The O. Zone

Rocktober dreams fizzle as baseball officially gives way to football, skiing

By David O. Williams
Real AspenSeptember 27, 2010

Time to stick a ski pole in the Colorado Rockies. They sizzled for most of September but cooled off significantly over the last week and – after another tough loss to the NL West-leading San Francisco Giants Sunday – are now semi-officially done.

Mathematically they're still alive, but the reality is the Rocks are 4.5 games out in the division (with seven games to play) and four out in the wildcard. Time to turn our attention – if it hadn't already been fully diverted – to the two sports that matter the most in Colorado in the fall: football and skiing.

Much as it pains me to say this, the Denver Broncos showed some glimmers of hope for the future on Sunday. They were one defensive stand and a couple of brutally botched fourth-down calls (kick the damned field goals) away from actually giving the hated Indianapolis Colts a run for their money. But Peyton Manning once again proved he totally has the Donc's number.

David O. Williams

I'm not saying we should totally abandon the Rocks, who three of the last four years have given us compelling reasons to still be watching and attending MLB games as the ski resorts are unrolling the snowmaking hoses. I'll be switching back and forth between the Packers-Bears on Monday Night Football (where I hope former Bronco Jay Cutler gets rocked early and often) and tonight's Rockies game for a couple of reasons.

One, Rockies ace Ubaldo Jimenez, after an abysmal outing against the Arizona Diamondbacks last week, looks to become the first 20-game winner in Colorado Rockies history – an amazing feat given the hitter-friendly confines of Coors field.

Two, shortstop Troy Tulowitzki is just three RBIs short of tying Babe Ruth's all-time record for the most runs batted in in the month of September. Tulo sits at 40 after a five-RBI performance Saturday night, which is the new National League mark. Tulo also now owns the Rockies' RBI record for any single month of the season. That's mind-blowing stuff.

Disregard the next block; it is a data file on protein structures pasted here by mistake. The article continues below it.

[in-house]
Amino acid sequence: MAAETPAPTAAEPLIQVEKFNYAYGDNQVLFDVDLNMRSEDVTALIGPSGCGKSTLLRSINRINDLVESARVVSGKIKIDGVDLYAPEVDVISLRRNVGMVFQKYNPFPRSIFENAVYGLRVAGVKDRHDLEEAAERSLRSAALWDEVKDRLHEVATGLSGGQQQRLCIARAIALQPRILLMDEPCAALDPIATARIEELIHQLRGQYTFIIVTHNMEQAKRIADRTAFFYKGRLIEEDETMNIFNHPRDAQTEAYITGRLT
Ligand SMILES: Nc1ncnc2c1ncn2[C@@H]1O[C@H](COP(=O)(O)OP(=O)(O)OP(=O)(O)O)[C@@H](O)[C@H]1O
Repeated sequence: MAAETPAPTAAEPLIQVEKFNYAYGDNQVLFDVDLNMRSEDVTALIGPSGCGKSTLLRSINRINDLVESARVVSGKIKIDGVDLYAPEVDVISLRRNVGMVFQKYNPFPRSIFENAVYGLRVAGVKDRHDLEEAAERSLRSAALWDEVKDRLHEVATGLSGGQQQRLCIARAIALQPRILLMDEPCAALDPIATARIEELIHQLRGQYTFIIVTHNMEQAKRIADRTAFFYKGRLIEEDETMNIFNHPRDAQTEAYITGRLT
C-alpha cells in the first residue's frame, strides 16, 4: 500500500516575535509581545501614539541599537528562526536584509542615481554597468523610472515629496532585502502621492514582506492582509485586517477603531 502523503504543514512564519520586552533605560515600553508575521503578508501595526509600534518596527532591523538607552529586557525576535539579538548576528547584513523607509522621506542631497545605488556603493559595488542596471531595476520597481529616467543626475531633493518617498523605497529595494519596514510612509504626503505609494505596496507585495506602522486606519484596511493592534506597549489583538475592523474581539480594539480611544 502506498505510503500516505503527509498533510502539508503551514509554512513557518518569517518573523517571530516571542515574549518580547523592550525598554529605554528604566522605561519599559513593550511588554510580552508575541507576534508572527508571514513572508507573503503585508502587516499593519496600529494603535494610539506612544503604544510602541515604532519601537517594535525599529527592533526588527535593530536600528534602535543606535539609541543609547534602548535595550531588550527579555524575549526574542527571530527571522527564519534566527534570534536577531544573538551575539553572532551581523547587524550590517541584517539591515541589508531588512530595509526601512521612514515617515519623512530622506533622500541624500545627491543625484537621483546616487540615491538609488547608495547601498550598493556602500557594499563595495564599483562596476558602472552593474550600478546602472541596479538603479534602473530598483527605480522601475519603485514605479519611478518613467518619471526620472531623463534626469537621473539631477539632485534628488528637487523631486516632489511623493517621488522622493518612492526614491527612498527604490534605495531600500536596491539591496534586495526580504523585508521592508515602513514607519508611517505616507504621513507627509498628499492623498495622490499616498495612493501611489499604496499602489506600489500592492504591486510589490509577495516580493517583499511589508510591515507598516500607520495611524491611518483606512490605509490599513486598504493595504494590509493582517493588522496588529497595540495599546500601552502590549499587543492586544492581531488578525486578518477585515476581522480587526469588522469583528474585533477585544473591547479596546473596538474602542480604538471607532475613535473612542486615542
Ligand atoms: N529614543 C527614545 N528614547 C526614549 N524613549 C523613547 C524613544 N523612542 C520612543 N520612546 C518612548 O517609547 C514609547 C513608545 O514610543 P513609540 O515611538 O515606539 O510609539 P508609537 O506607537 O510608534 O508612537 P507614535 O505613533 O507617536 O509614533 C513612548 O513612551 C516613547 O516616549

Bonus reason to keep watching: Rockies outfielder Carlos Gonzalez looks to be a lock to win the NL batting title with a .341 average. Tulo sits third at .321.

There are definitely reasons to be inspired by the Rockies also-ran season. They have a couple great young pitchers in Jimenez and Jhoulys Chacin and couple of great young position players in Tulowitzki and Gonzalez. But clearly those guys can't do it all.

Pick up some right-handed power – maybe somebody who can platoon with the fading but legendary Todd Helton at first – and another good young arm or two, and the Rockies will be right back in the hunt next season (hopefully right out of the gate in April).

But for now it's time for me to pay a little more heed to the gridiron (I realize I'm way behind the curve for not already shifting my focus). I'm not necessarily talking about the Broncos, whom Boy Blunder Josh McDaniels has done his best to turn into a shell of its former franchise self. But there are a lot of other compelling storylines out there.

For instance, can former John Elway backup Gary Kubiak shake off Sunday's loss to the underachieving Dallas Cowboys (and arguably worst Broncos coach ever Wade Phillips) and take the Houston Texans to the playoffs.

OK, I realize there are probably some more compelling story lines, like the prospects of the brash and overhyped New York Jets, whether or not the New Orleans Saints and QB Drew Brees (the anti Philip Rivers) can win back to back Super Bowls or another wasted comeback by ageless Brett Favre in Minnesota.

But I brought up the Houston Texans for a reason. There was a story on in the action sports section on Friday detailing how Texans' linebacker Kevin Bentley, now a nine-year pro, has been moonlighting in the offseason as a Level II snowboarding instructor at Vail.

Bentley, according to the Vail Daily, learned to ride from Vail instructor Tim Stuart – a former pro rider from Australia who teaches a lot of celebs. It's an amazing story, really, because a lot of pro sports contracts prohibit athletes from engaging in “dangerous” activities like skydiving, bungee jumping, whitewater rafting and, yes, skiing and snowboarding.

I once interviewed Elway about the very topic, and I was shocked to ski moguls with golfer Phil Mickelson at Beaver Creek just weeks before the Masters a few years ago. Individual sports, he pointed out, are much different than team sports, because it's basically the individual athlete's call. In other words, ski at your own risk.

Bentley's other career for Vail Resorts must be sanctioned – at least grudgingly -- by the Texans, and all I can figure is Kubiak, who spent so much time riding the pine behind Elway, still has a soft spot for Colorado and its obsession with snow sports.

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